Steven Rich is a Partner at Tyson & Mendes’ Seattle office. Mr. Rich is an accomplished litigator and trial attorney with experience in complex and multi-party civil litigation. He passionately defends large companies and individuals in high-exposure lawsuits involving a myriad of issues, including premises liability, product liability, catastrophic injuries, wrongful death claims, automobile accidents, construction defect claims, toxic torts, and environmental contamination.
Using creative legal arguments and a command of case facts, Mr. Rich saved his clients over $30 million in a construction lawsuit involving the installation of defective Chinese drywall at a luxury condominium. He has also obtained summary judgments in numerous federal and state court cases involving multi-million dollar damages claims, including early dismissal of a $12 million contract claim against a general contractor. In 2020, Mr. Rich used a Daubert challenge to obtain final dismissal of a toxic tort claim brought against a national product manufacturer by a plaintiff with terminal cancer. He has also obtained winning trial results in brain injury, premises liability, and construction defect cases.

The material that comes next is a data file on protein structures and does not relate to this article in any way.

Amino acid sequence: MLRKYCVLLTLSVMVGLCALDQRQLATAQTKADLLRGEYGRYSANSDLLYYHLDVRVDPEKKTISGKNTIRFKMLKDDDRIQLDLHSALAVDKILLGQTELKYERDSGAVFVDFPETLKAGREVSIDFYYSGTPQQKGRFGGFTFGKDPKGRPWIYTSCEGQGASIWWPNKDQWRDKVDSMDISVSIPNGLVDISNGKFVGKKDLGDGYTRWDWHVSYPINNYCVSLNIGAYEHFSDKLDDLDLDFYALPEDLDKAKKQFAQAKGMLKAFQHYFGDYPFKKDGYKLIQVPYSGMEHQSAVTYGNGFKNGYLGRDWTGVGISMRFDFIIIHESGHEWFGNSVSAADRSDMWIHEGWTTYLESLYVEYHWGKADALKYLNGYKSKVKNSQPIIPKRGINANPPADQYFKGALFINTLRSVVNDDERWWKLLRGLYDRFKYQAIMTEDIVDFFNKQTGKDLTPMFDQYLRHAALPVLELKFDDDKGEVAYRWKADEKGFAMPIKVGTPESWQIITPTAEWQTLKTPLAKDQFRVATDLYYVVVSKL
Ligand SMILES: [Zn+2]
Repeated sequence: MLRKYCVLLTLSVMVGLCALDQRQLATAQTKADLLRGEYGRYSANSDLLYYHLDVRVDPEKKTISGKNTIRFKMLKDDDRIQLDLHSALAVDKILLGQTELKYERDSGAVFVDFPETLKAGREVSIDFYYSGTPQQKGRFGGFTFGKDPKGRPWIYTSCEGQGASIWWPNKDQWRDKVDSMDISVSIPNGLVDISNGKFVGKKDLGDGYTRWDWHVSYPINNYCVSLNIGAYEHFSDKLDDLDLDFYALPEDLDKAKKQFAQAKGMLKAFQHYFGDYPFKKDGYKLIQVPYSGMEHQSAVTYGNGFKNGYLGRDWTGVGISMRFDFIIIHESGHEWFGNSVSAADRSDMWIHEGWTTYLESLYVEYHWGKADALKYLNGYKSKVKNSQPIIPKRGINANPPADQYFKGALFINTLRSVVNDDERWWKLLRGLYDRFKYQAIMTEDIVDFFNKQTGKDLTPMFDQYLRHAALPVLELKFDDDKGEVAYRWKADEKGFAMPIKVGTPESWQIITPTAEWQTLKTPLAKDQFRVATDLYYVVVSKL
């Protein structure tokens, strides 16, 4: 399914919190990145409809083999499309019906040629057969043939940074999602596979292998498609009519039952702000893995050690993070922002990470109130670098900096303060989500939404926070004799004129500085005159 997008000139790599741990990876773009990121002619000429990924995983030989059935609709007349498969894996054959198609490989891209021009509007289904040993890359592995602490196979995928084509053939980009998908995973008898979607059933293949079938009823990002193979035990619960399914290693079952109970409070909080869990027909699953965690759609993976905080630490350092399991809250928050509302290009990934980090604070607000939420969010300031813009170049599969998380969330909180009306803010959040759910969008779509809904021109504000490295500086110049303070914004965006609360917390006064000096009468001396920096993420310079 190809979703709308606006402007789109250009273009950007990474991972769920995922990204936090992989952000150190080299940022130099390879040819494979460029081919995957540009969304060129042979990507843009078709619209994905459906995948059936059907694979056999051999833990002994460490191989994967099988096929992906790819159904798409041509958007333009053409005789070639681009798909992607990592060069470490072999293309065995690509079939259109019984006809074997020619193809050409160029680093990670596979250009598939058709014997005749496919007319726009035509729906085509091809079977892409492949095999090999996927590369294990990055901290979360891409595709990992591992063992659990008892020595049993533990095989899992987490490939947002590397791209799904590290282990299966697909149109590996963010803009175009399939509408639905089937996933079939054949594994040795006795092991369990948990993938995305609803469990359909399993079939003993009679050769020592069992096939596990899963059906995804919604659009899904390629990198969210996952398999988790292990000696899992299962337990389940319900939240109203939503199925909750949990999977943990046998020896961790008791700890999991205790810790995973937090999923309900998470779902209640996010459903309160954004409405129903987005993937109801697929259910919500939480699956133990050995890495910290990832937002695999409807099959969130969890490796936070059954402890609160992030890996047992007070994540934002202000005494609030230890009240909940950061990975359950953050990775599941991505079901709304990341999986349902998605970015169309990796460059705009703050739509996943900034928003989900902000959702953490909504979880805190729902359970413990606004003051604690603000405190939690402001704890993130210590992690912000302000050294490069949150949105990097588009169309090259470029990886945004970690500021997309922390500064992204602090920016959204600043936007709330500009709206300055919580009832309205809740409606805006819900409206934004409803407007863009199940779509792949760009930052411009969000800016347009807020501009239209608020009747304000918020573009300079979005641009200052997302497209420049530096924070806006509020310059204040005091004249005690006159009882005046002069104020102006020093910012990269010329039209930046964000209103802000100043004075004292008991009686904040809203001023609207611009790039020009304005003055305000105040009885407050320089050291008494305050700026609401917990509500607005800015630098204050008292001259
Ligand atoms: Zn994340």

Mr. Rich earned his J.D. from the University of Miami School of Law in 2004. He obtained his B.A. from the University of Oklahoma in 2000, where he focused his studies on classical and modern history, philosophy, language, and political science. He is licensed to practice in both Washington and Florida.
Mr. Rich enjoys spending time outdoors with his wife and two kids, reading about psychology, listening to Malcolm Gladwell’s podcasts, and watching the Sooners and Seahawks.
Cleopatra “Gayle” Anglin, her husband Tom Anglin, and his brother Fred Anglin were driving south down a country highway in Lake Hamilton, Florida on the night of September 3, 1979, when their pickup truck crossed over train tracks covered by six inches of rainwater. The resulting splash doused the electrical system of their 1965 Chevy, which immediately began to spit and sputter before finally stalling out at the bottom of a hill.